I have seen Rich Rodriguez sit in the Zona Zoo and sing "Bear Down, Arizona." I have seen him dress in all-white - shoes, socks, pants, shirt - for a "White Out" at McKale Center.
He became one of the guys.
I have seen him shadowed, 12 hours at a time, by writers from powerful Sports Illustrated and ESPN, and by those from an obscure outlet like Footballscoop.com.
He became Mr. Hospitality.
I have seen a Facebook photograph of Rodriguez at a backyard barbecue with a dozen of the greatest Wildcats of the Pac-12 years, including Kevin Singleton, Ty Parten, Lance Briggs and David Wood.
I have seen Rodriguez re-establish a coaching clinic for high school, youth and junior college coaches, more than 100 strong - a clinic that had been terminated by Arizona's previous regime - and tell them "it will always be an open-door policy with me."
In his first 90 days on the job, he invited Salpointe Catholic football coach Dennis Bene to his office three times.
On Sunday night, I walked into the lobby of the UA Student Union, lost in a shuffle of several hundred people, and finally saw, in the middle of the humanity, Rich Rodriguez, working the room.
"He wants to get out; he knows how important it is," UA athletic director Greg Byrne said. "He knows that if he can look someone in the eye, shake their hand and engage them, that it can go a long way."
Rodriguez later sat at a table with Hall of Fame coach Jim Young and learned that Young's first Arizona team, 1973, went 8-3.
"Now that I realize how successful coach Young was in his first year," Rodriguez told the audience of 400 people, "I have no excuse."
Rodriguez spoke for 29 minutes, without notes, and afterward did not excuse himself from the final hour of the program for the Southern Arizona Chapter of the National Football Foundation and College Hall of Fame.
He didn't employ the old I'm-really-busy dodge.
Instead, he mixed with high school football players, their families and their coaches. And not only did Rodriguez come off as genuine and approachable, he also brought (and introduced) five of his coaches, recruiters and administrative staff members on what was to be a rare day off during spring camp.
"The thing I've seen with Coach Rodriguez is that he'll spend as much time with a family of four, whose tickets are in the corner of Arizona Stadium, as he will with any other segment of our fan base," Byrne said. "If he doesn't care about our fans, why should they care about supporting us?"
You'll have to forgive those who follow UA football for their reaction to this unexpected outreach.
It is customary for a first-year coach to work the room on a Meet and Greet Tour, but Rodriguez has gone beyond; he has gained appreciation for his energy and enthusiasm. Some of it is calculated, and it should be.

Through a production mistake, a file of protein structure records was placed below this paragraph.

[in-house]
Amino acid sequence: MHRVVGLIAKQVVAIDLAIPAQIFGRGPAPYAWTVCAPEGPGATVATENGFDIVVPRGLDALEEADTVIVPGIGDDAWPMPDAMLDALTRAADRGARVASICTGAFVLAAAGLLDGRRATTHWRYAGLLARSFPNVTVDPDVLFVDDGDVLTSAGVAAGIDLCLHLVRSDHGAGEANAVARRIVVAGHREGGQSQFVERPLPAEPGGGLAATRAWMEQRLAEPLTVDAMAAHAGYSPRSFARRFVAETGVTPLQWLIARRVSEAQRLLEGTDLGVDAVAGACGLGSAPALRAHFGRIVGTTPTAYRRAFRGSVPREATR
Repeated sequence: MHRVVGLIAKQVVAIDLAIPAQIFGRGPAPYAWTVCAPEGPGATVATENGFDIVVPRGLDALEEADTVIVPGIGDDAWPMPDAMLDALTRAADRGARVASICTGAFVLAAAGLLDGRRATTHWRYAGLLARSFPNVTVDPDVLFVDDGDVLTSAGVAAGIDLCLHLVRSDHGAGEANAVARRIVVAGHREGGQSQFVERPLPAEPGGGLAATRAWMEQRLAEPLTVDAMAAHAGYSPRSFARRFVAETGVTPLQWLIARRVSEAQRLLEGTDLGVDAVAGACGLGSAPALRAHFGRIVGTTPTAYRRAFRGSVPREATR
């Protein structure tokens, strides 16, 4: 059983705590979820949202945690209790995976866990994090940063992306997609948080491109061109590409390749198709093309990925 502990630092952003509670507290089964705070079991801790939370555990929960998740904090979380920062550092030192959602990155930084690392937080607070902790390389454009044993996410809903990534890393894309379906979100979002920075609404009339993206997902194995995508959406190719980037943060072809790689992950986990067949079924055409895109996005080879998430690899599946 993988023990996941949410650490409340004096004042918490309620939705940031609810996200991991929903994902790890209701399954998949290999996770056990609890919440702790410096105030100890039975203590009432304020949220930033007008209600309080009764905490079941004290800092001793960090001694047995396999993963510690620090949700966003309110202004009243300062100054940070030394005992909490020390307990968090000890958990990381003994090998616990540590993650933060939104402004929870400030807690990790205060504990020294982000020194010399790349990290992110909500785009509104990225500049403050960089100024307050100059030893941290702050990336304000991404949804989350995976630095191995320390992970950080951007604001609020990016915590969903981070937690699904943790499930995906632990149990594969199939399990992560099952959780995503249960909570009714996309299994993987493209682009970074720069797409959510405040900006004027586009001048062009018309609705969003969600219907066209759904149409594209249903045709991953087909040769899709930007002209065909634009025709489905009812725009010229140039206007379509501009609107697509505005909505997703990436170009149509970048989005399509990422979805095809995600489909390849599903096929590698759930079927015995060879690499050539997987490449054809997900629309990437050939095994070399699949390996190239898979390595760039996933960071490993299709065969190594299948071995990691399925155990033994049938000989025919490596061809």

But for the last 11 years, Arizona's head football coaches, Mike Stoops and John Mackovic, were notorious for their bunker mentality.
Their policy seemed to be the public be damned.
On Sunday night, RichRod said, "I'm really just a hillbilly from West Virginia" and came off as sincere as he was charming.
"We've got a lot of community leaders in this audience," he said. "Frankly, I need your help."
This is a new way of football in the community, here and elsewhere.
Arizona State president Michael Crow recently told the Arizona Republic that his school's football program will no longer be isolated, as it was with failed coaches Dirk Koetter and Dennis Erickson.
"If someone wants you to talk, you're going to be there," Crow said. "If there's a Kiwanis club that wants to learn more about ASU football, you're going to be there. If there are reporters who want to talk to you and meet with you, you're going to talk to them.
"There's not going to be this 'Oh, I can't do this, I can't do that.' There's this notion that winning is certainly important. But it's not the only thing. We actually want a football program connected to the community, but we don't have that. And we know that."
Crow spoke for the Sun Devils but what he said resonated in Tucson. The UA's football program hasn't been connected to the community since Dick Tomey left office in 2001.
That's why Byrne's decision to hire Rodriguez went beyond the coach's 120 career victories. The UA was desperate to reconnect to a constituency that knew its last two football coaches as much for bad tempers and bad manners as anything else.
Somehow, sometimes surprisingly, more than 50,000 people kept paying to watch Arizona football, but there was little, if any, love in return.
Now the man in charge has a warmer approach.
Before he left the Student Union on Sunday, Rodriguez told his audience, "I hope to get a chance to introduce myself to all of you in my 15-year career at the University of Arizona."